While, of course, there’s the undeniable feeling of utter freedom and deliverance from the shackles of lifelong academic bondage, there’s also a definite feeling of sadness that is part of post-secondary graduation.
So what exactly will I remember with the most fondness 10 years down the road after I walk across that stage, shake the necessary hands, take the needed pictures, and plaster that diploma on my office wall?
My increasingly antsy senior mind has perused those thoughts, and I’ve come to wonder: is it really all about the big moments, achievements or grades that tug on our proverbial heart strings when the semester comes to an end?
I would beg to differ.
Waiting in some unexpected panini line at the dining common gave me the opportunity and ample inspiration to come up with these seven especially monotonous moments.
1. Campus-only jokes. Enjoy them now, because soon they will not make sense to anyone else. I know we all tried doing this our freshman year when we went home for Christmas break. “And then we looked her up on eGuide and that was totally not her name!” (Awkwardly nervous laughter ensued.)
2. Texting a fellow student “lunch?” for that somewhat scheduled mealtime. When will you ever be able to text your friends single word texts and not be worried about offending them? Other such moments would include “wow,” “hehe,” “;),” and “kk.” Or maybe that’s always offensive. Let’s move on.
3. Saying “hi” to strangers on a regular basis. We all have those people in our lives. I like to call them my schedule friends. I encounter them most frequently during class hours. We smile, say “hi,” but never have had the opportunity to say more than that. You always want to introduce yourself, maybe even have lunch, but it never seems to work out. I’ll miss them.
4. 8 a.m. class. There are few things that bond young 20-year-old humans together more than an 8 a.m. class. I’m not sure if it’s the rawness of getting up 12 minutes prior to the start bell or the sheer lack of sleep, but there is a 68 percent higher chance of finding your life’s mate in an 8 a.m. class than at any other time. That statistic really has no truth in it at all, but I’m sure it made you think.
5. Sitting at a big faux wooden table eating off
pink and blue trays white dishes.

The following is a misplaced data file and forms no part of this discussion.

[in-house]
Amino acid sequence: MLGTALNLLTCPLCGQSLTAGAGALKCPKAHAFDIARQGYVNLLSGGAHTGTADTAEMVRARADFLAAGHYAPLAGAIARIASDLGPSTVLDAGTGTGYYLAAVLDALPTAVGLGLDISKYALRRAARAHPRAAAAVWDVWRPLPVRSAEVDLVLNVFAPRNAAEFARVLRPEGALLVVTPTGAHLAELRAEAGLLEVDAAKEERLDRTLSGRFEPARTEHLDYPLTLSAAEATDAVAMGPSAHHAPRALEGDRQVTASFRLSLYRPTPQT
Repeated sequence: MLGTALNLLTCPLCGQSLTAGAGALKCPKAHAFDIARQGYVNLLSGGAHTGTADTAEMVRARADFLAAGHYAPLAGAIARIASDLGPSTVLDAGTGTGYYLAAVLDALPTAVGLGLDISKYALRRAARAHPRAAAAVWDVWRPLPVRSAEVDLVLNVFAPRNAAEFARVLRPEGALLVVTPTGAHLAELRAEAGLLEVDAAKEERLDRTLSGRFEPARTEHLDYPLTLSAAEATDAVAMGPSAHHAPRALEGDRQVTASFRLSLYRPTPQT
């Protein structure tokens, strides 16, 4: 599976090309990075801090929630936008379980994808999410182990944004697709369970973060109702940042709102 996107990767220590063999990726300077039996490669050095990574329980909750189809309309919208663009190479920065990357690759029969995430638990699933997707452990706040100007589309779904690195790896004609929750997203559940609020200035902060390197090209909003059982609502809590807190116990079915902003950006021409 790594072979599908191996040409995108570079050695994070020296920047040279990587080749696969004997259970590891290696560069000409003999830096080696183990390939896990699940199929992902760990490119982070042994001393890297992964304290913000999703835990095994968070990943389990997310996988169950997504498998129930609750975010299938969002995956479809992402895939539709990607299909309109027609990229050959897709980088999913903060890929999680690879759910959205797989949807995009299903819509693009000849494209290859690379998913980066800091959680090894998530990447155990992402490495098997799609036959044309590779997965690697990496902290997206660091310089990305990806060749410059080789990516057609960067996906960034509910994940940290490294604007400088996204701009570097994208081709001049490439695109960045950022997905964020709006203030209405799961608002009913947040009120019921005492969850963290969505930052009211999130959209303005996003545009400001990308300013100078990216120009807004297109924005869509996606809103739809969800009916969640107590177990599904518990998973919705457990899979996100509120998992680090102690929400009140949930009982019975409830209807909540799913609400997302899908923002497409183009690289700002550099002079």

6. Which room are we in? Prayer group. Yes, we’ve all introduced someone, or will in the future, by classifying them in a prayer group during our four years here.
7. Heart to hearts. Conversations in college are, I suggest, what makes it unlike any other time in your life. Although it’s easy to let your mind wander to the forgotten (procrastinated) paper you haven’t started to write, these divine appointments are the fuel for my senior ponderings. It’s those unorchestrated conversations that have left me encouraged and burdened, yet excited for life. Bypass the nap, skip your jog, pocket your phone and talk to a friend.
It’s the everyday events that combined to produce the sinking feeling in your stomach when you opened up your commencement details email.
It’s the mundane that our lives are filled with the most. This sentimentality that I’ve been chewing on isn’t the big moments, the applause, the high grade or even the leadership position. It isn’t knowing everyone or being known by everyone.
It really isn’t any of the so-called big moments that fuel this sappiness. It’s the routine that we will miss the most, the monotonous events that will become the sentimental memories.
Our lives are not packed with mountaintops or valleys, but rather are filled with flat walking.
Russell, the character in Disney Pixar’s UP, said it best when he stated: “It might sound boring, but I think the boring stuff is the stuff I remember the most.”
So even though the last meals, greets, classes, Scantrons and alarms may be a bit boring, just enjoy them: they are more special than you think.